Thrown: If a weapon has the thrown property, you can throw the weapon to make a ranged attack. If the weapon is a melee weapon, you use the same ability modifier for that attack roll and damage roll that you would use for a melee attack with the weapon. For example, if you throw a handaxe, you use your Strength, but if you throw a dagger, you can use either your Strength or your Dexterity, since the dagger has the finesse property.

Two-Handed: This weapon requires two hands when you attack with it.

Versatile: This weapon can be used with one or two hands. A damage value in parentheses appears with the property—the damage when the weapon is used with two hands to make a melee attack.

Special Weapons

Weapons with special rules are described here.

Dwarven Urgrosh: (Player’s Advantage – Barbarian) One head of this weapon ends in a spear and the other end is an axe. Originally used exclusively for mining, these weapons were adapted to combat creatures in the Underdark. If you have the Dual Wielder feat, the Exotic Weapon Master feat, or the Two-Weapon Fighting style, you can wield a dwarven urgrosh as a one-handed spear and a one-handed battleaxe. It gains the light property when wielded in this way.

Elven Crescent Blade: (Player’s Advantage – Barbarian) This long, almost moon-shaped blade allows a proper wielder unsurpassed flexibility in battle. If you have the Exotic Weapon Master feat, the elven crescent blade gains the finesse property.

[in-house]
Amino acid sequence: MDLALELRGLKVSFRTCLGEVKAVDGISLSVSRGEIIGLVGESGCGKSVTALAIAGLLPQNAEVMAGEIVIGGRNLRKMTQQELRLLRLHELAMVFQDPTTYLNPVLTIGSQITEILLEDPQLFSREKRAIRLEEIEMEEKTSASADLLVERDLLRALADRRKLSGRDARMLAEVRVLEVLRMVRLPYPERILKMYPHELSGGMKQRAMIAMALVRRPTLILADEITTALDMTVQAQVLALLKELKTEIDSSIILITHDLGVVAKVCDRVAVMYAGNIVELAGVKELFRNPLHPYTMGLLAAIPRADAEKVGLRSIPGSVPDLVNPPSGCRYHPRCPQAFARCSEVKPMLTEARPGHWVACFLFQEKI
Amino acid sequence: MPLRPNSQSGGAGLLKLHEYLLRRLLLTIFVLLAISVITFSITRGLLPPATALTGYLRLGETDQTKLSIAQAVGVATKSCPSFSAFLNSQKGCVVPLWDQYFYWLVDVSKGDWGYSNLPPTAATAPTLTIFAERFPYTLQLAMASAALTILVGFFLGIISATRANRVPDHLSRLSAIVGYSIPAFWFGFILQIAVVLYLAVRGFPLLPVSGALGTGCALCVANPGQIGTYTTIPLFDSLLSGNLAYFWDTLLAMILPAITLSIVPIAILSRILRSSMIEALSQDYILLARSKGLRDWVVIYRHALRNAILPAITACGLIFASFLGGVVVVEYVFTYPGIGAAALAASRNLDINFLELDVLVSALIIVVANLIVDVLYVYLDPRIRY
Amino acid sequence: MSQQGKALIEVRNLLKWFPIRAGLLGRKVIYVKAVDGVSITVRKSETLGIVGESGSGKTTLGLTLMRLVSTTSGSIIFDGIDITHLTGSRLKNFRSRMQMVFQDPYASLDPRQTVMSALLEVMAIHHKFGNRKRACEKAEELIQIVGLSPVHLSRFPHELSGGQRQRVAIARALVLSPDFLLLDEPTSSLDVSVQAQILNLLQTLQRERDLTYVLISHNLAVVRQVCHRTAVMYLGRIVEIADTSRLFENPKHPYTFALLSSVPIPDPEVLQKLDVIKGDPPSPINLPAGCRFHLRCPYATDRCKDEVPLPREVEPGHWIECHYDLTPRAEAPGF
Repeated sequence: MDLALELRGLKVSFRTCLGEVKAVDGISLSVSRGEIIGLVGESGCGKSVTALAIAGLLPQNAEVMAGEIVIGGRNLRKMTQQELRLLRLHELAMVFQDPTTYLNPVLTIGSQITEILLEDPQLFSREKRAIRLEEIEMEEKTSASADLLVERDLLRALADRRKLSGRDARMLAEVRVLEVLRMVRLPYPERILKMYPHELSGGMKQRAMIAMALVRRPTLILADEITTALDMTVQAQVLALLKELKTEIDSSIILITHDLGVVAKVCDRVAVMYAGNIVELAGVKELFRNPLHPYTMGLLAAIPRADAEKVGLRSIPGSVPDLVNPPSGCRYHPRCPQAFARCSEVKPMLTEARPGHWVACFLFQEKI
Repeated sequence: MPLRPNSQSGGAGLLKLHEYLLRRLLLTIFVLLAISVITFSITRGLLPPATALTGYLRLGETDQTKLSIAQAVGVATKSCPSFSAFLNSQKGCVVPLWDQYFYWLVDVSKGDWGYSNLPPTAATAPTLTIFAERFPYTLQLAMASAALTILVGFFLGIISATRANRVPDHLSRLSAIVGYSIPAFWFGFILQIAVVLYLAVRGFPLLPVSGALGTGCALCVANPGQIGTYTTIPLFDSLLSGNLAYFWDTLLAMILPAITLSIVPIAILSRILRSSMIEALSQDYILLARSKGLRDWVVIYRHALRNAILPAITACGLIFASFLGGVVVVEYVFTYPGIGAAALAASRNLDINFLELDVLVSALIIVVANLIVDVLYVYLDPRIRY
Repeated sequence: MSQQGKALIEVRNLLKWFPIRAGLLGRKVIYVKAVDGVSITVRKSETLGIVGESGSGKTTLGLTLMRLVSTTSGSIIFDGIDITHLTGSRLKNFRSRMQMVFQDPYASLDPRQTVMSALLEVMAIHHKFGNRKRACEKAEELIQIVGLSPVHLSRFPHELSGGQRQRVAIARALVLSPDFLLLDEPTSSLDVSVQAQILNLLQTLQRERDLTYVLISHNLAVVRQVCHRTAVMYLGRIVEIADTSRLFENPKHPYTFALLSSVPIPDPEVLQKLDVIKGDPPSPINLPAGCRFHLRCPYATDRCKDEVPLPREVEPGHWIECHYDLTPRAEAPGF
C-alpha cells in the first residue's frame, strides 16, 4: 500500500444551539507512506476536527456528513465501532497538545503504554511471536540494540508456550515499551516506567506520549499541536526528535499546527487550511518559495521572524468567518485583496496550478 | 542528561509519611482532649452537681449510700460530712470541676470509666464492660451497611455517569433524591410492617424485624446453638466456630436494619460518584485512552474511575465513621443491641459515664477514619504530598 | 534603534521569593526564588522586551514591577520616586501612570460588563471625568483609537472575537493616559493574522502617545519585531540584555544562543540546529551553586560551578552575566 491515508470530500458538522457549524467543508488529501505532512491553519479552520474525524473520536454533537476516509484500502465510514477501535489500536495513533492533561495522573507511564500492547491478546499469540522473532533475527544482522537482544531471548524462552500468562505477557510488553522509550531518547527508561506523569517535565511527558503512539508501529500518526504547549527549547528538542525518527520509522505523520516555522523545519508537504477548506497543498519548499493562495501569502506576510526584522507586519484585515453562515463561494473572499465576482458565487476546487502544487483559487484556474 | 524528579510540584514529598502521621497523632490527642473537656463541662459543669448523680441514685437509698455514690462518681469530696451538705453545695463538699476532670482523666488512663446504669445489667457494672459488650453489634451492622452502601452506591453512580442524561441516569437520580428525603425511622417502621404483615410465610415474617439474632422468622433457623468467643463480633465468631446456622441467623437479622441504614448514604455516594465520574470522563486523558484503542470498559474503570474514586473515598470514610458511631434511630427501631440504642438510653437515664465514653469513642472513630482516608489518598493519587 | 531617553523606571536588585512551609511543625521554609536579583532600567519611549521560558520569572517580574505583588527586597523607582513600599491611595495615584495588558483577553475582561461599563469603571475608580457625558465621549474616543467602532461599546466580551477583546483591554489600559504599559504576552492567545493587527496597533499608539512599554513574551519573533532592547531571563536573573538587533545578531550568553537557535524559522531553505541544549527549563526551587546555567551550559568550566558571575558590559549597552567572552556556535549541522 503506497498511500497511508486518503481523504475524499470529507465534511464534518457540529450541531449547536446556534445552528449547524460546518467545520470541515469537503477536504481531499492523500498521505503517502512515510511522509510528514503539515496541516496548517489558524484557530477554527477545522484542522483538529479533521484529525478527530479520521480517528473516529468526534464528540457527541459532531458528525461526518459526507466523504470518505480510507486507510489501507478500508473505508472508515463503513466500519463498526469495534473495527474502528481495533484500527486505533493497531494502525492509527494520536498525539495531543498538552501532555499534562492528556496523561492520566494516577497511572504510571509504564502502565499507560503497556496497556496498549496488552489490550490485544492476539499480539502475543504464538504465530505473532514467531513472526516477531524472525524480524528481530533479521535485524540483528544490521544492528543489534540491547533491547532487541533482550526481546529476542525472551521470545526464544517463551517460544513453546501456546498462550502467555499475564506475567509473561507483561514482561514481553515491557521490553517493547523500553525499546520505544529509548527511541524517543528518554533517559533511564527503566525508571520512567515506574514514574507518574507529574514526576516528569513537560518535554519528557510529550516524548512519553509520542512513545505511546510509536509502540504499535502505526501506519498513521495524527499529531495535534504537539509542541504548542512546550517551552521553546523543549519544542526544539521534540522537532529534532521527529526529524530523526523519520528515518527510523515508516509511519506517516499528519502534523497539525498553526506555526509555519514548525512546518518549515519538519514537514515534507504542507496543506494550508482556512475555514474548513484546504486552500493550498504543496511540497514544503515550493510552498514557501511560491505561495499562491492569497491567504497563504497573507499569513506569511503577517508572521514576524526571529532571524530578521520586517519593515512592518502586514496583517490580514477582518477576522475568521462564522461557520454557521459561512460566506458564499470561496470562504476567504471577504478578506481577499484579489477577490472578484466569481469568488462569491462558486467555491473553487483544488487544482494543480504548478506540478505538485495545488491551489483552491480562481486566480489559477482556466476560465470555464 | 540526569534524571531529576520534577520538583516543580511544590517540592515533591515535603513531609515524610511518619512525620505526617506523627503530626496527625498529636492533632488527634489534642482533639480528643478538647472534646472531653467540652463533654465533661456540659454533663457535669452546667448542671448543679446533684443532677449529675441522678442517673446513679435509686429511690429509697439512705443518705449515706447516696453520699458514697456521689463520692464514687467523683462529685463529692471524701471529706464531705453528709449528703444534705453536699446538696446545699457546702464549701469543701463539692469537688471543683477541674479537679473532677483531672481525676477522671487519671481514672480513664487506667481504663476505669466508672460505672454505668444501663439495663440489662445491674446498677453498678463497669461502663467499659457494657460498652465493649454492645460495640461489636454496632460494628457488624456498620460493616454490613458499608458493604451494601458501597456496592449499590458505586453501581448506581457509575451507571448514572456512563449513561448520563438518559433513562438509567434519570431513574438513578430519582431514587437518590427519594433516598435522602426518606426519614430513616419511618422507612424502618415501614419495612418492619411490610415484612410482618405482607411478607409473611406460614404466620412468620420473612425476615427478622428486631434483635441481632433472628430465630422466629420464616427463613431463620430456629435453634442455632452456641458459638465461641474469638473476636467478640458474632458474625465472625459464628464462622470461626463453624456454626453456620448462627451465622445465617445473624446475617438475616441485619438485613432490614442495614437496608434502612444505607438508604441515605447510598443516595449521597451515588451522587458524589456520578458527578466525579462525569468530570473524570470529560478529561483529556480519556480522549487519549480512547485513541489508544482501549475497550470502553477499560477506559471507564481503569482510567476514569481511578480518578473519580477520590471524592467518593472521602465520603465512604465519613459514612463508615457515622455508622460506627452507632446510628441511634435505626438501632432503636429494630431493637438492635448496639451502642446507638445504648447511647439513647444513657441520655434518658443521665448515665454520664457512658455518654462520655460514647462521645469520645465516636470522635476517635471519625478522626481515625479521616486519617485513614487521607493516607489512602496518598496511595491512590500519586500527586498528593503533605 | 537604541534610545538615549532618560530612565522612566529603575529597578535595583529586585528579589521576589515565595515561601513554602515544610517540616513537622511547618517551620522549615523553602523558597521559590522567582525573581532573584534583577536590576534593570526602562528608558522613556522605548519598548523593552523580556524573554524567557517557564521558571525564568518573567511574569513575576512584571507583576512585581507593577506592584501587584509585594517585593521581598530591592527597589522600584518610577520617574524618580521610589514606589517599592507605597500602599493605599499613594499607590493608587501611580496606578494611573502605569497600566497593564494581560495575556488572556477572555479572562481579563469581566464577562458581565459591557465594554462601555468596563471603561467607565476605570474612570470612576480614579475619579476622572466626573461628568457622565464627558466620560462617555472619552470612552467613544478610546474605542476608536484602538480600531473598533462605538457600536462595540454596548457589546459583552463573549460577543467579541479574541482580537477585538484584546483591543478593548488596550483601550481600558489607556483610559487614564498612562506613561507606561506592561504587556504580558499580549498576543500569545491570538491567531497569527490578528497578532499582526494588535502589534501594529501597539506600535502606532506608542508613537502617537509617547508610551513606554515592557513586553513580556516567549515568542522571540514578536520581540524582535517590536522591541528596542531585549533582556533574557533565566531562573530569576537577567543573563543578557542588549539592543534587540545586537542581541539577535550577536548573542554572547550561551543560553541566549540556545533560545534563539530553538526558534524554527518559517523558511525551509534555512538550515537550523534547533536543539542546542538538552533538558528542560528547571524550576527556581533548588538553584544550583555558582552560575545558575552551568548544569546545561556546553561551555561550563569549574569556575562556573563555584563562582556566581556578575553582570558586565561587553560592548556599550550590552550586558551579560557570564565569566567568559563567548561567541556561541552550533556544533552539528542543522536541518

Great Bow: (Player’s Advantage – Barbarian) This 6-foot tall bow is made of elm rather than yew or ash, making it astonishingly stiff, large and strong, and equally capable of use for long and short shooting. You can use a bonus action to steady yourself. While you are steadied, your attacks with the great bow deal 2d6 piercing damage. You are no longer steadied if you move.

Lance: You have disadvantage when you use a lance to attack a target within 5 feet of you. Also, a lance requires two hands to wield when you aren’t mounted.

Net: A Large or smaller creature hit by a net is restrained until it is freed. A net has no effect on creatures that are formless, or creatures that are Huge or larger. A creature can use its action to make a DC 10 Strength check, freeing itself or another creature within its reach on a success. Dealing 5 slashing damage to the net (AC 10) also frees the creature without harming it, ending the effect and destroying the net. When you use an action, bonus action, or reaction to attack with a net, you can make only one attack regardless of the number of attacks you can normally make.